Once you start adding in sugary liquors (i.e. St. Germaine, Frangelico, Bailey’s), juice, regular soda, or tonic (which has sugar too, unlike seltzer), the calorie count on your favorite adult beverage is clearly going to skyrocket. That means a screwdriver with OJ is going to have way more calories and sugar than say, vodka with a wedge of orange.
The seemingly healthy go-to of gin and tonic is no good either because tonic has approximately 32.2 grams of sugar (the equivalent of about 8 teaspoons) in 12 oz., essentially the same as juice and soda. And of course those beloved beach cocktails — a pina colada (yum!) and strawberry daiquiri — well, you might as well eat a Big Mac since these sweet drinks can contain around 700 hundred calories each. "If you add juice and soda or any other high-sugar mixers to your drink you are mainly adding extra calories to your diet, which can lead to weight gain," says Gans. "And weight gain can lead to increased risk for heart disease, diabetes, and certain cancers."
Size Matters, Too
How much do docs say you should sip on the daily? About 5 oz., which is kind of like drinking your wine out of a Sippy cup. So, lets be real — you probably are drinking double, triple, or maybe even four times that on a girls' night out. Gans estimates that most of us pour a 10 oz. glass of wine when at home; while margaritas from the bar could be double that.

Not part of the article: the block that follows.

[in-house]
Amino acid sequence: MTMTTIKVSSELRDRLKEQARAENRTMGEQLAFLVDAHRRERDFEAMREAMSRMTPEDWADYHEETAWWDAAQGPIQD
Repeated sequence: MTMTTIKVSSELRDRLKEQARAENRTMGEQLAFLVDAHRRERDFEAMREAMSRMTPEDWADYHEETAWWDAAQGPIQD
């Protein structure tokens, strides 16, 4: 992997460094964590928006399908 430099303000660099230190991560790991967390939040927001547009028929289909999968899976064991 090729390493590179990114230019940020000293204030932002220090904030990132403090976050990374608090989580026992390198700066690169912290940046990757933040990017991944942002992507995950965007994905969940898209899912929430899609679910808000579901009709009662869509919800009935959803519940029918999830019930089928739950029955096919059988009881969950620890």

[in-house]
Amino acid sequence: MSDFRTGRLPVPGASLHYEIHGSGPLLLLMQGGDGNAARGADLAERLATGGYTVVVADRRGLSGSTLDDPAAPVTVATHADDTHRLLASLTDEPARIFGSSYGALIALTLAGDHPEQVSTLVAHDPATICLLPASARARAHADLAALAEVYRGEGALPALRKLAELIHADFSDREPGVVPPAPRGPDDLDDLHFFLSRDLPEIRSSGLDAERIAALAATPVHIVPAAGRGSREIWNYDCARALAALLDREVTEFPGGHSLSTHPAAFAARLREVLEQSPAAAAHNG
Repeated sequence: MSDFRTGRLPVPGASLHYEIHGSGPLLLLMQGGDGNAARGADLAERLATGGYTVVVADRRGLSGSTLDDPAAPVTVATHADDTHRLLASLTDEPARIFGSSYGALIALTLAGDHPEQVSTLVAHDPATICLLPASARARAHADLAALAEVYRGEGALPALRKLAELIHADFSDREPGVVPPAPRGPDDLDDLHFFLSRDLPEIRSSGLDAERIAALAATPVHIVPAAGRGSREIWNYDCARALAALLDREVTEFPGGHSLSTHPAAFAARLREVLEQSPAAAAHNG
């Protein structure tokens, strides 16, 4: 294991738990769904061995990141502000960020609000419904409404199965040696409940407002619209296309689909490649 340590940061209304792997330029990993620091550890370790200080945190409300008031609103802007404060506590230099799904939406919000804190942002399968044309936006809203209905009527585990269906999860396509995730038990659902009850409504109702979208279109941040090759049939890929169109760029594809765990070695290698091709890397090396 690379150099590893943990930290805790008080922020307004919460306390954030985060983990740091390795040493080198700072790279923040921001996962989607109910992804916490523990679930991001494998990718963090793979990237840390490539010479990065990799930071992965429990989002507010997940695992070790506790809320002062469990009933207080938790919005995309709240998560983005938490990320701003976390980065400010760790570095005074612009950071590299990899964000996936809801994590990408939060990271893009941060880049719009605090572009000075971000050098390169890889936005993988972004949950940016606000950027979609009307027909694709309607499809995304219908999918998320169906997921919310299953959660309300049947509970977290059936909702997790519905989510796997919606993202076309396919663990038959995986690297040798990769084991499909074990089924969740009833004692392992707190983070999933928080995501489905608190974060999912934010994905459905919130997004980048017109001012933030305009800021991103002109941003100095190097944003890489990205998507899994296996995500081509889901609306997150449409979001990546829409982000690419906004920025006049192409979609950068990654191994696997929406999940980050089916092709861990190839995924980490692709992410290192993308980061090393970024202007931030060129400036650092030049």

"Five ounces is the sweet spot for research that shows any type of alcohol actually being good for you,"says Gans. After that, well, it can have the reverse effect. "Drink too much and you force the liver to go into overdrive," she says. That's exactly why Gans says opting for a (light) beer from a bottle could be your best low-cal bet — you’ll know exactly how many ounces and calories you’re getting compared to a ginormous pour of draft beer from the tap.
Be Wary Of So-Called "Low-Cal" Cocktails
Pre-mixed "healthy" cocktails are kind of like that guy you met on Match: He seemed great on paper, but once you started to spend a lot of time with him, he wasn’t all he cracked up to be. "The numbers might look good, but when you do the math, they don’t add up," says Gans. For example, the Skinny Girl portion size is 1.5 oz. and promises a super-low 35 calories. Too good to be true? Pretty much: That’s the size of a shot glass and half and there’s no way you’re going to drink a margarita shot. As for the Skinny Girl wine at 100 calories per serving? The real deal is probably around 120, so you might as well just pick up your favorite Pinot.
Gans does note that, originally, the story behind Skinny Girl was more about it being made of all-natural ingredients (not solely about the calorie count) as it's sweetened with agave (which, by the way, has recently gotten some not-so-sweet buzz because if you use too much, it has the same unhealthy side effects as high-fructose corn syrup). But, she adds this isn't necessarily true and you can whip up a natural (and skinny!) drink yourself or tell someone at a bar to do it for you. It doesn’t get any more natural than vodka, seltzer, and an orange slice, says Gans.